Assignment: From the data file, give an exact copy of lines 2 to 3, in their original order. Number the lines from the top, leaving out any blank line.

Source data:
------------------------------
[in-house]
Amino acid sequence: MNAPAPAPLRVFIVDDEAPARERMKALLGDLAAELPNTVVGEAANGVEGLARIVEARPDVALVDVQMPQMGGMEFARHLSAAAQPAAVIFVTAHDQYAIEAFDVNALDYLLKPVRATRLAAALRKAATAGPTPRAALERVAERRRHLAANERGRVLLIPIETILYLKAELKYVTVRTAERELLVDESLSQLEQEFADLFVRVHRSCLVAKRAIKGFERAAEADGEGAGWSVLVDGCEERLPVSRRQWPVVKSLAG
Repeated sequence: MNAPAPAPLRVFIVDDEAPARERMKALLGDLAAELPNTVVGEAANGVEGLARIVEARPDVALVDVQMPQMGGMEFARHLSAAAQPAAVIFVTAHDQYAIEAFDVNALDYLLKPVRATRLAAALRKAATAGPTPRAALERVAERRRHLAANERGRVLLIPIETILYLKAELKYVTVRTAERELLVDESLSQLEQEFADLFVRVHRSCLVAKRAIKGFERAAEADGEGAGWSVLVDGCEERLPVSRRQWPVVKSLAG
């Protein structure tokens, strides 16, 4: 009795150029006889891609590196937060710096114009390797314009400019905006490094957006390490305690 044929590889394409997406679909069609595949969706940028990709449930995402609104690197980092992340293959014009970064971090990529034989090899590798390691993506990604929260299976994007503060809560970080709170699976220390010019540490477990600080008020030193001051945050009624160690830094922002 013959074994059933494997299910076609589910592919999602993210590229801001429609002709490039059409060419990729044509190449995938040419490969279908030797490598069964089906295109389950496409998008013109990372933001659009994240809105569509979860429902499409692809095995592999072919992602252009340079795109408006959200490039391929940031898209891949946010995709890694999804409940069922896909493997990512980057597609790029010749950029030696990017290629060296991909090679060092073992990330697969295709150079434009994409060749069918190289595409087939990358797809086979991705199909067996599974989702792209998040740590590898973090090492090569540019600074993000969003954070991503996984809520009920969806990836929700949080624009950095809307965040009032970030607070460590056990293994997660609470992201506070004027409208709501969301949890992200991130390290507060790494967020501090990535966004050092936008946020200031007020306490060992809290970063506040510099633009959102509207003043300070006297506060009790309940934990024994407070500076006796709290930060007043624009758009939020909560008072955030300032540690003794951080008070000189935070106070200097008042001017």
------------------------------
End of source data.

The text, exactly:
Amino acid sequence: MNAPAPAPLRVFIVDDEAPARERMKALLGDLAAELPNTVVGEAANGVEGLARIVEARPDVALVDVQMPQMGGMEFARHLSAAAQPAAVIFVTAHDQYAIEAFDVNALDYLLKPVRATRLAAALRKAATAGPTPRAALERVAERRRHLAANERGRVLLIPIETILYLKAELKYVTVRTAERELLVDESLSQLEQEFADLFVRVHRSCLVAKRAIKGFERAAEADGEGAGWSVLVDGCEERLPVSRRQWPVVKSLAG
Repeated sequence: MNAPAPAPLRVFIVDDEAPARERMKALLGDLAAELPNTVVGEAANGVEGLARIVEARPDVALVDVQMPQMGGMEFARHLSAAAQPAAVIFVTAHDQYAIEAFDVNALDYLLKPVRATRLAAALRKAATAGPTPRAALERVAERRRHLAANERGRVLLIPIETILYLKAELKYVTVRTAERELLVDESLSQLEQEFADLFVRVHRSCLVAKRAIKGFERAAEADGEGAGWSVLVDGCEERLPVSRRQWPVVKSLAG